- Under pressure: Infrastructure in Jordan and Lebanon
Under pressure: Infrastructure in Jordan and Lebanon
The spillover effects of the Syria crisis affect the entire sub-region. Collaboration between OFID and UNDP has been helping to repair, establish and improve some essential basic infrastructure. Two successful initiatives are considered below.
The water crisis in Jordan is not a recent phenomenon, but it has been aggravated by the impact of the Syria crisis,” says Salameh Mahasneh from Jordan’s Ministry of Water and Irrigation.
Social cohesion in Jordan and other parts of the Middle East is under pressure from new local dynamics following the massive and well-documented movement of refugees. In an attempt to strengthen the resilience of the host communities most affected by the Syria crisis, OFID and the United Nations Development Programme (UNDP) have been working together to provide innovative and sustainable water solutions.
Salameh Mahasneh from Jordan’s Ministry of Water and Irrigation explains how the efforts of the two organizations – which have included installing rainwater harvesting and greywater systems in Jordan – have benefited around 60,000 people. The project focused on 38 public buildings in the state, recognizing their important role in bringing and keeping communities together – including Syrian inhabitants. Schools, which have been under severe stress (with staff often having to resort to double shifts to cope with inflated numbers to provide for both Jordanian and Syrian students) were also included in the initiative.
The Ajloun University College, with around 3,000 students, is just one of the schools that benefited. In addition to receiving a water harvesting system, technology has been installed to collect and filter wastewater from washbasins and reuse it for cleaning purposes. “Through these interventions, we can address the short-term needs of local communities while strengthening the long-term sustainability of water use,” says Mahasneh.
The strong partnerships established with local communities and organizations by UNDP – with OFID’s support – have helped local people take full ownership of the initiative. Working with three non-governmental organizations in particular – namely the Royal Society for the Conservation of Nature, the Royal Scientific Society, and Future Pioneers for Empowering Communities – all of which have robust links to local communities contributed in no small part to the project’s success.
Project activities went beyond the installation of water solutions. Awareness raising sessions were organized in schools and with local organizations and people learned how to make more efficient use of water in their everyday lives. People were also familiarized with water-efficient hygiene practices and provided with information about household water harvesting and grey water systems.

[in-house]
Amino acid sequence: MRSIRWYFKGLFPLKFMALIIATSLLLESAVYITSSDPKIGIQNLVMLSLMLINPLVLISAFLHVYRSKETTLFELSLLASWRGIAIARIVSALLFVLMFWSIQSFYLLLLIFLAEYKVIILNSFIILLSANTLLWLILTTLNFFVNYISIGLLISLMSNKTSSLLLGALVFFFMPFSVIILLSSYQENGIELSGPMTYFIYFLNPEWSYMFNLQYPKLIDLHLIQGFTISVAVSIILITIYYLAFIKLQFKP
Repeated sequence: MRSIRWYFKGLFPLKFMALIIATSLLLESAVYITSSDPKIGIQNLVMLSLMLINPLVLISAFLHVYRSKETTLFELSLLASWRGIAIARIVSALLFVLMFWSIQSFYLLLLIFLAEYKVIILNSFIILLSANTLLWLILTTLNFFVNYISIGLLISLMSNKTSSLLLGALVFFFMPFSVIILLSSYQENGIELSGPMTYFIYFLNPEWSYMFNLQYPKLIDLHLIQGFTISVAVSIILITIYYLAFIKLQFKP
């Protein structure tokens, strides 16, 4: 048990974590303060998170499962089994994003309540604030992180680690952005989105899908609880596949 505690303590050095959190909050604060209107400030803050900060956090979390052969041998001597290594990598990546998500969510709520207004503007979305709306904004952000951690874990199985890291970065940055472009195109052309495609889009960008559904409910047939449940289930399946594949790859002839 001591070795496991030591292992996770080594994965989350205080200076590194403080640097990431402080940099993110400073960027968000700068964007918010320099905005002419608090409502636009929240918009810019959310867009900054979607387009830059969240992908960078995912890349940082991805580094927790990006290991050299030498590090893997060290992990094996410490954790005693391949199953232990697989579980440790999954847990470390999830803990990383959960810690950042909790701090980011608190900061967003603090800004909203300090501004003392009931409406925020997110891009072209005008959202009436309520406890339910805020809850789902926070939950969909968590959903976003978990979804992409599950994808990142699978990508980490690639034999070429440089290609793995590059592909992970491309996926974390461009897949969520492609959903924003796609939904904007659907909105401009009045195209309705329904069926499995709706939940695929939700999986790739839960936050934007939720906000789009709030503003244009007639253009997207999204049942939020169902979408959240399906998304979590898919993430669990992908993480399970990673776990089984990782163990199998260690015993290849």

Given the chronic water scarcity in Jordan, educating children to use water more efficiently is vital. Many have called for similar awareness raising campaigns to be made part of the school curricula, not just a component of development projects.
To help the project’s sustainability, UNDP developed a ‘water toolkit’ that addresses challenges and best practices that emerged throughout the project. The toolkit will be distributed to academic institutions, civil society organizations, local communities and individuals to further promote sustainable water use and the installation of additional water solutions across the country.
Landfill in Lebanon
As part of its broader regional support since 2011, OFID has extended financial assistance to UNDP in its ongoing response to manage municipal solid waste in Lebanon, a neighboring country that currently hosts around 1.5 million Syrians.
Ghazzeh, a village in Lebanon’s Bekaa Valley, was home to 6,000 people prior to the outbreak of the Syria crisis. Over the past years, it has hosted more than 30,000 displaced people fleeing violence and conflict.
The pressure on Ghazzeh has been significant, putting a strain on services and the labor market. “We found ourselves in the eye of the crisis,” says Mohammad Al Majzoub, Head of the Ghazzeh Municipality. “We struggle every day to address the growing challenges.”
Just a year ago, due to the absence of functioning municipal solid waste management facilities and the increased waste produced by the growing population, an open unsanitary dumpsite posed numerous environmental and health threats to Ghazzeh and its inhabitants.
The UNDP intervention – supported by OFID – focused on the rehabilitation of the dumpsite by constructing a sanitary landfill for existing and future waste. The first sanitary cell of the landfill has been already filled and closed, while the second should meet the waste disposal needs of Ghazzeh for the coming years. The project also included an awareness raising campaign about waste reduction and sorting for recycling and reuse as well as the supply and distribution of bins. The construction of the landfill has also created work opportunities. “
Although the crisis is still unfolding, we need to be forward-looking and start from now to build a better future for the population of Ghazzeh, irrespective of whether they are Lebanese citizens or refugees,” said Al Majzoub.